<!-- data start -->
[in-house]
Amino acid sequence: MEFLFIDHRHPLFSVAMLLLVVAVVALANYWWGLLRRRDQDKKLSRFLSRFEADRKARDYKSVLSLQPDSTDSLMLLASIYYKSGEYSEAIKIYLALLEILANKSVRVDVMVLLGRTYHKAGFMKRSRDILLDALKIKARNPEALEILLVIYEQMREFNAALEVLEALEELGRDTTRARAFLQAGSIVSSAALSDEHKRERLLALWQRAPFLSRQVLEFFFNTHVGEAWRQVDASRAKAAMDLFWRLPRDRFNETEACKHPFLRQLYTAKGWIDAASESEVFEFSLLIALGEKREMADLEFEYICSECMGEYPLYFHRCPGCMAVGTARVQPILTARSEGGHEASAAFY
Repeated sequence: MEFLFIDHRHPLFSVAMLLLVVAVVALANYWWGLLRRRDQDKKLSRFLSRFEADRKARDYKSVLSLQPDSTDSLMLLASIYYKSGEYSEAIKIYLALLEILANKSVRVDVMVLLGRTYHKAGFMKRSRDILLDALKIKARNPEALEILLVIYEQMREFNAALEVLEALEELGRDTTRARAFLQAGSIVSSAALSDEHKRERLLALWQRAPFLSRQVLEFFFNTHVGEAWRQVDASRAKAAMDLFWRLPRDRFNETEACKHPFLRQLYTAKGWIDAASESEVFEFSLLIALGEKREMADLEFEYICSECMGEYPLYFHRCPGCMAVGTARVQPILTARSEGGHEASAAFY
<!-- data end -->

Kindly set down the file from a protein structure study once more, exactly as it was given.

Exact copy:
[in-house]
Amino acid sequence: MEFLFIDHRHPLFSVAMLLLVVAVVALANYWWGLLRRRDQDKKLSRFLSRFEADRKARDYKSVLSLQPDSTDSLMLLASIYYKSGEYSEAIKIYLALLEILANKSVRVDVMVLLGRTYHKAGFMKRSRDILLDALKIKARNPEALEILLVIYEQMREFNAALEVLEALEELGRDTTRARAFLQAGSIVSSAALSDEHKRERLLALWQRAPFLSRQVLEFFFNTHVGEAWRQVDASRAKAAMDLFWRLPRDRFNETEACKHPFLRQLYTAKGWIDAASESEVFEFSLLIALGEKREMADLEFEYICSECMGEYPLYFHRCPGCMAVGTARVQPILTARSEGGHEASAAFY
Repeated sequence: MEFLFIDHRHPLFSVAMLLLVVAVVALANYWWGLLRRRDQDKKLSRFLSRFEADRKARDYKSVLSLQPDSTDSLMLLASIYYKSGEYSEAIKIYLALLEILANKSVRVDVMVLLGRTYHKAGFMKRSRDILLDALKIKARNPEALEILLVIYEQMREFNAALEVLEALEELGRDTTRARAFLQAGSIVSSAALSDEHKRERLLALWQRAPFLSRQVLEFFFNTHVGEAWRQVDASRAKAAMDLFWRLPRDRFNETEACKHPFLRQLYTAKGWIDAASESEVFEFSLLIALGEKREMADLEFEYICSECMGEYPLYFHRCPGCMAVGTARVQPILTARSEGGHEASAAFY